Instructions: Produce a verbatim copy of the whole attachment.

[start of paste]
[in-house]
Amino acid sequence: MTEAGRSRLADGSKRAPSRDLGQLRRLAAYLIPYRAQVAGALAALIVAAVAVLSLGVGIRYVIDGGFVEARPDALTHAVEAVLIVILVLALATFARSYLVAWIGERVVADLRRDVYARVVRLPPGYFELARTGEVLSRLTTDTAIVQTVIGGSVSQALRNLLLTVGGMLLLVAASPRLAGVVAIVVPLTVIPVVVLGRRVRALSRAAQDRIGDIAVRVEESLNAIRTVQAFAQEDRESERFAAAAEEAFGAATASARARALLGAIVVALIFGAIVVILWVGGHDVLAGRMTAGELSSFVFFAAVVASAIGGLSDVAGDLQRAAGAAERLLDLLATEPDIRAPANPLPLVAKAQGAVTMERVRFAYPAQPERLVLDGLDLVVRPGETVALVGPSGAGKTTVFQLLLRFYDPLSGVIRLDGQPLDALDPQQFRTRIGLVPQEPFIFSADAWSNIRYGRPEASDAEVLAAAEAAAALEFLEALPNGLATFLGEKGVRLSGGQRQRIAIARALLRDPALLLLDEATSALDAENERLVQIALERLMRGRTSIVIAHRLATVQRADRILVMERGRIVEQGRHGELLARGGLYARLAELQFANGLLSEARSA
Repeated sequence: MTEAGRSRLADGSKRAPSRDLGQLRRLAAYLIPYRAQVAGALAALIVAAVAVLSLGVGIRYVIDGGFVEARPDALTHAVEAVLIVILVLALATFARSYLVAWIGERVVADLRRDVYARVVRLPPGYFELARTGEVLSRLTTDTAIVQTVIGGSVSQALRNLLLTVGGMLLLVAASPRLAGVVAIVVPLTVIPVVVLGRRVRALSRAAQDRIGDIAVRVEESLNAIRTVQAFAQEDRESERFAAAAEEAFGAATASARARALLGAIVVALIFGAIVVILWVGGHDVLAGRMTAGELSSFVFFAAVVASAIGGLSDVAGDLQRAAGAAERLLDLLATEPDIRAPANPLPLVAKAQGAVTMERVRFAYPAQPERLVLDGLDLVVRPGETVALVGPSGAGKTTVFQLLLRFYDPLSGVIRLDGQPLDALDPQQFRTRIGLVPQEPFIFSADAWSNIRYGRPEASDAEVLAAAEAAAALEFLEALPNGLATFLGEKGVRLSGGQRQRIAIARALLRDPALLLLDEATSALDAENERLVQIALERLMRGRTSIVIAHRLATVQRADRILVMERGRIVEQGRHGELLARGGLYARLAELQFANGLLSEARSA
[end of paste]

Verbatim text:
[in-house]
Amino acid sequence: MTEAGRSRLADGSKRAPSRDLGQLRRLAAYLIPYRAQVAGALAALIVAAVAVLSLGVGIRYVIDGGFVEARPDALTHAVEAVLIVILVLALATFARSYLVAWIGERVVADLRRDVYARVVRLPPGYFELARTGEVLSRLTTDTAIVQTVIGGSVSQALRNLLLTVGGMLLLVAASPRLAGVVAIVVPLTVIPVVVLGRRVRALSRAAQDRIGDIAVRVEESLNAIRTVQAFAQEDRESERFAAAAEEAFGAATASARARALLGAIVVALIFGAIVVILWVGGHDVLAGRMTAGELSSFVFFAAVVASAIGGLSDVAGDLQRAAGAAERLLDLLATEPDIRAPANPLPLVAKAQGAVTMERVRFAYPAQPERLVLDGLDLVVRPGETVALVGPSGAGKTTVFQLLLRFYDPLSGVIRLDGQPLDALDPQQFRTRIGLVPQEPFIFSADAWSNIRYGRPEASDAEVLAAAEAAAALEFLEALPNGLATFLGEKGVRLSGGQRQRIAIARALLRDPALLLLDEATSALDAENERLVQIALERLMRGRTSIVIAHRLATVQRADRILVMERGRIVEQGRHGELLARGGLYARLAELQFANGLLSEARSA
Repeated sequence: MTEAGRSRLADGSKRAPSRDLGQLRRLAAYLIPYRAQVAGALAALIVAAVAVLSLGVGIRYVIDGGFVEARPDALTHAVEAVLIVILVLALATFARSYLVAWIGERVVADLRRDVYARVVRLPPGYFELARTGEVLSRLTTDTAIVQTVIGGSVSQALRNLLLTVGGMLLLVAASPRLAGVVAIVVPLTVIPVVVLGRRVRALSRAAQDRIGDIAVRVEESLNAIRTVQAFAQEDRESERFAAAAEEAFGAATASARARALLGAIVVALIFGAIVVILWVGGHDVLAGRMTAGELSSFVFFAAVVASAIGGLSDVAGDLQRAAGAAERLLDLLATEPDIRAPANPLPLVAKAQGAVTMERVRFAYPAQPERLVLDGLDLVVRPGETVALVGPSGAGKTTVFQLLLRFYDPLSGVIRLDGQPLDALDPQQFRTRIGLVPQEPFIFSADAWSNIRYGRPEASDAEVLAAAEAAAALEFLEALPNGLATFLGEKGVRLSGGQRQRIAIARALLRDPALLLLDEATSALDAENERLVQIALERLMRGRTSIVIAHRLATVQRADRILVMERGRIVEQGRHGELLARGGLYARLAELQFANGLLSEARSA